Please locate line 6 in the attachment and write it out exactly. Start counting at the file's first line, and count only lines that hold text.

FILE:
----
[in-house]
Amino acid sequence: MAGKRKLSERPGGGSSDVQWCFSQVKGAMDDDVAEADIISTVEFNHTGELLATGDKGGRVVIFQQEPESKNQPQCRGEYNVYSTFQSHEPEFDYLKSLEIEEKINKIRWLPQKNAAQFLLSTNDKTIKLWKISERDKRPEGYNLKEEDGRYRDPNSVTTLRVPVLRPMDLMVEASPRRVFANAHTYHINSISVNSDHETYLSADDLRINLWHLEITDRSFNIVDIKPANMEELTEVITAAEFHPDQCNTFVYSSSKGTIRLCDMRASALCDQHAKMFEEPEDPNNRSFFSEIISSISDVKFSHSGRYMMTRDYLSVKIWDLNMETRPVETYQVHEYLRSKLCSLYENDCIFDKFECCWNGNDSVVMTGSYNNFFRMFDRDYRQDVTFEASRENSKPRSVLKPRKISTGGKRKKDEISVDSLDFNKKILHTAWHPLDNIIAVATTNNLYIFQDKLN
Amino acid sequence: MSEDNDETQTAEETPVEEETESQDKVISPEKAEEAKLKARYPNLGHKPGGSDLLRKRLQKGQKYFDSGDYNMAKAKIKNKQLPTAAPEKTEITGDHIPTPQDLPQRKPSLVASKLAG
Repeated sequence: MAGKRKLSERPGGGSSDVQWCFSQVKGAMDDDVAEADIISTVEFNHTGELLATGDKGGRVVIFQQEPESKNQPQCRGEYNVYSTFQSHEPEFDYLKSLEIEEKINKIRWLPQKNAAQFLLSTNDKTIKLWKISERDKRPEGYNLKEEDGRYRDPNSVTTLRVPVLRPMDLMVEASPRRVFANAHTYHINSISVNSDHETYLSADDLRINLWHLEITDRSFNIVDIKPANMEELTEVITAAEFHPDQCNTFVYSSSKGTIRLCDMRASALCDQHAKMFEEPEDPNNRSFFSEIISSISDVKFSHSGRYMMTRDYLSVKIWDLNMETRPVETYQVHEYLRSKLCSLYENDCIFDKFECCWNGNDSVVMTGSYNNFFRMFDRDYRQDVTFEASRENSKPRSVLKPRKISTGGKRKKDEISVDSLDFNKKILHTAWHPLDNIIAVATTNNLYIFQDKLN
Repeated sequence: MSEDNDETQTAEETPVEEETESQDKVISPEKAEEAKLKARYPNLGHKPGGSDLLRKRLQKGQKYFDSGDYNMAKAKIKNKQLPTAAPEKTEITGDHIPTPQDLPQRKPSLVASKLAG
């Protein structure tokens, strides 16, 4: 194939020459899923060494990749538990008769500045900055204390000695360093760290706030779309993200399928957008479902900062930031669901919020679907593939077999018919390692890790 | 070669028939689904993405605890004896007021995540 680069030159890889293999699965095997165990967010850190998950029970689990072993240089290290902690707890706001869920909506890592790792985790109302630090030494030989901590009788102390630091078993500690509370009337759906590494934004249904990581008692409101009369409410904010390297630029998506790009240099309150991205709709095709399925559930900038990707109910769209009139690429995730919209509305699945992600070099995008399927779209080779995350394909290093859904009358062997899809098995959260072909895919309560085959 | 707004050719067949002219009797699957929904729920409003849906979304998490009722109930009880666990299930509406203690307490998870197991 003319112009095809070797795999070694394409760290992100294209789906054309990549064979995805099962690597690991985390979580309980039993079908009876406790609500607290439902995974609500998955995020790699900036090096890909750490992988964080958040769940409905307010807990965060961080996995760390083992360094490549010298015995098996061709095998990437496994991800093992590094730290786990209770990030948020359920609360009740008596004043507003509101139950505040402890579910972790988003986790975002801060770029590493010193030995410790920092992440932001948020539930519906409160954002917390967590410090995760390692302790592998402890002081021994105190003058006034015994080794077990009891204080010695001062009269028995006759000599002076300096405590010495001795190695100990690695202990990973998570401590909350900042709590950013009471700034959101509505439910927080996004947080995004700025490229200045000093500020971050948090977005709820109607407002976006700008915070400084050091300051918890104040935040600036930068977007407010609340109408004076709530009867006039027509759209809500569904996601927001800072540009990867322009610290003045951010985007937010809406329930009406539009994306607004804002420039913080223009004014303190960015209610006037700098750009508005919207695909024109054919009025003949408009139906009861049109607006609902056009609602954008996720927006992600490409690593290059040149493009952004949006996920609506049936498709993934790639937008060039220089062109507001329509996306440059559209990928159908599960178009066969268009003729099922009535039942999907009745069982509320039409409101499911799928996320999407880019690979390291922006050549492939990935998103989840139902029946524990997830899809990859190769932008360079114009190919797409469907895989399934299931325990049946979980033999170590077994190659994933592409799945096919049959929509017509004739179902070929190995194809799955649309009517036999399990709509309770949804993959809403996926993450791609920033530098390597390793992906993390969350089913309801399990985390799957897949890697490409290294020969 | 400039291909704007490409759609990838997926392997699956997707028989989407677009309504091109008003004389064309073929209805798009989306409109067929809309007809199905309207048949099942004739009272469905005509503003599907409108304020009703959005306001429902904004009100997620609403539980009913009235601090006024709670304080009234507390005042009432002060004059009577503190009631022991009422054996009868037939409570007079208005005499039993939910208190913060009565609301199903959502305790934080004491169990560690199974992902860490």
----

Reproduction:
């Protein structure tokens, strides 16, 4: 194939020459899923060494990749538990008769500045900055204390000695360093760290706030779309993200399928957008479902900062930031669901919020679907593939077999018919390692890790 | 070669028939689904993405605890004896007021995540 680069030159890889293999699965095997165990967010850190998950029970689990072993240089290290902690707890706001869920909506890592790792985790109302630090030494030989901590009788102390630091078993500690509370009337759906590494934004249904990581008692409101009369409410904010390297630029998506790009240099309150991205709709095709399925559930900038990707109910769209009139690429995730919209509305699945992600070099995008399927779209080779995350394909290093859904009358062997899809098995959260072909895919309560085959 | 707004050719067949002219009797699957929904729920409003849906979304998490009722109930009880666990299930509406203690307490998870197991 003319112009095809070797795999070694394409760290992100294209789906054309990549064979995805099962690597690991985390979580309980039993079908009876406790609500607290439902995974609500998955995020790699900036090096890909750490992988964080958040769940409905307010807990965060961080996995760390083992360094490549010298015995098996061709095998990437496994991800093992590094730290786990209770990030948020359920609360009740008596004043507003509101139950505040402890579910972790988003986790975002801060770029590493010193030995410790920092992440932001948020539930519906409160954002917390967590410090995760390692302790592998402890002081021994105190003058006034015994080794077990009891204080010695001062009269028995006759000599002076300096405590010495001795190695100990690695202990990973998570401590909350900042709590950013009471700034959101509505439910927080996004947080995004700025490229200045000093500020971050948090977005709820109607407002976006700008915070400084050091300051918890104040935040600036930068977007407010609340109408004076709530009867006039027509759209809500569904996601927001800072540009990867322009610290003045951010985007937010809406329930009406539009994306607004804002420039913080223009004014303190960015209610006037700098750009508005919207695909024109054919009025003949408009139906009861049109607006609902056009609602954008996720927006992600490409690593290059040149493009952004949006996920609506049936498709993934790639937008060039220089062109507001329509996306440059559209990928159908599960178009066969268009003729099922009535039942999907009745069982509320039409409101499911799928996320999407880019690979390291922006050549492939990935998103989840139902029946524990997830899809990859190769932008360079114009190919797409469907895989399934299931325990049946979980033999170590077994190659994933592409799945096919049959929509017509004739179902070929190995194809799955649309009517036999399990709509309770949804993959809403996926993450791609920033530098390597390793992906993390969350089913309801399990985390799957897949890697490409290294020969 | 400039291909704007490409759609990838997926392997699956997707028989989407677009309504091109008003004389064309073929209805798009989306409109067929809309007809199905309207048949099942004739009272469905005509503003599907409108304020009703959005306001429902904004009100997620609403539980009913009235601090006024709670304080009234507390005042009432002060004059009577503190009631022991009422054996009868037939409570007079208005005499039993939910208190913060009565609301199903959502305790934080004491169990560690199974992902860490």